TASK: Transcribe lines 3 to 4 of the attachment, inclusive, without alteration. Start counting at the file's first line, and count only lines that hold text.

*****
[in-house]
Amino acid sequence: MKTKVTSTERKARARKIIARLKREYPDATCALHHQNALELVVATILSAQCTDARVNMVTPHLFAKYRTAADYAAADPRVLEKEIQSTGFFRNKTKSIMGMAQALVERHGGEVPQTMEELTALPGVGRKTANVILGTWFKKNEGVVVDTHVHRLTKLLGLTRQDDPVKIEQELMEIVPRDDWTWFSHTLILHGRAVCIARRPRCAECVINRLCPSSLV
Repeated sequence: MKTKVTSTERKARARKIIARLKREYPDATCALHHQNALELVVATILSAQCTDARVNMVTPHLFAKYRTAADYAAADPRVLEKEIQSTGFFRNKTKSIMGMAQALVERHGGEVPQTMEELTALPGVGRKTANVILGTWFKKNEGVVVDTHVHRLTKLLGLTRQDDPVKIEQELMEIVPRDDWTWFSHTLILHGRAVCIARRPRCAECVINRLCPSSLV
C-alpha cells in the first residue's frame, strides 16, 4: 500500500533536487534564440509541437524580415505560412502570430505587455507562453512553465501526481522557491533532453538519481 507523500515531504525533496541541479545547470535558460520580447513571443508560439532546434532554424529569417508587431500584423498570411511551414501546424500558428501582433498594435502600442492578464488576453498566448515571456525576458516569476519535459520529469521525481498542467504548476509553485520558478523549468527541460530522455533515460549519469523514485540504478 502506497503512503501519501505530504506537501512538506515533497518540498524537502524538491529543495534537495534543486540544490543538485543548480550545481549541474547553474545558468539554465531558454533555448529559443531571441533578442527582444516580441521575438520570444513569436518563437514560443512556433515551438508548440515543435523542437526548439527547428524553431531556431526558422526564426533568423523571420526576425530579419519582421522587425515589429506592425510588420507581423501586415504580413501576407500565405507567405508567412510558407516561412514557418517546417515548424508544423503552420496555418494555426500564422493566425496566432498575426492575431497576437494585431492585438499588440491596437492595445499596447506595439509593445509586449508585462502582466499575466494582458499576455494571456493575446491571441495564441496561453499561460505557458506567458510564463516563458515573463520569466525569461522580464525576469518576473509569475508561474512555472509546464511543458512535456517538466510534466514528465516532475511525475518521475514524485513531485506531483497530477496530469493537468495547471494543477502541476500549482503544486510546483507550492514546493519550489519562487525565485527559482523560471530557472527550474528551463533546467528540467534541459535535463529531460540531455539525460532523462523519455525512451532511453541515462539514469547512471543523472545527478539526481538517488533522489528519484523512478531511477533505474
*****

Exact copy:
Repeated sequence: MKTKVTSTERKARARKIIARLKREYPDATCALHHQNALELVVATILSAQCTDARVNMVTPHLFAKYRTAADYAAADPRVLEKEIQSTGFFRNKTKSIMGMAQALVERHGGEVPQTMEELTALPGVGRKTANVILGTWFKKNEGVVVDTHVHRLTKLLGLTRQDDPVKIEQELMEIVPRDDWTWFSHTLILHGRAVCIARRPRCAECVINRLCPSSLV
C-alpha cells in the first residue's frame, strides 16, 4: 500500500533536487534564440509541437524580415505560412502570430505587455507562453512553465501526481522557491533532453538519481 507523500515531504525533496541541479545547470535558460520580447513571443508560439532546434532554424529569417508587431500584423498570411511551414501546424500558428501582433498594435502600442492578464488576453498566448515571456525576458516569476519535459520529469521525481498542467504548476509553485520558478523549468527541460530522455533515460549519469523514485540504478 502506497503512503501519501505530504506537501512538506515533497518540498524537502524538491529543495534537495534543486540544490543538485543548480550545481549541474547553474545558468539554465531558454533555448529559443531571441533578442527582444516580441521575438520570444513569436518563437514560443512556433515551438508548440515543435523542437526548439527547428524553431531556431526558422526564426533568423523571420526576425530579419519582421522587425515589429506592425510588420507581423501586415504580413501576407500565405507567405508567412510558407516561412514557418517546417515548424508544423503552420496555418494555426500564422493566425496566432498575426492575431497576437494585431492585438499588440491596437492595445499596447506595439509593445509586449508585462502582466499575466494582458499576455494571456493575446491571441495564441496561453499561460505557458506567458510564463516563458515573463520569466525569461522580464525576469518576473509569475508561474512555472509546464511543458512535456517538466510534466514528465516532475511525475518521475514524485513531485506531483497530477496530469493537468495547471494543477502541476500549482503544486510546483507550492514546493519550489519562487525565485527559482523560471530557472527550474528551463533546467528540467534541459535535463529531460540531455539525460532523462523519455525512451532511453541515462539514469547512471543523472545527478539526481538517488533522489528519484523512478531511477533505474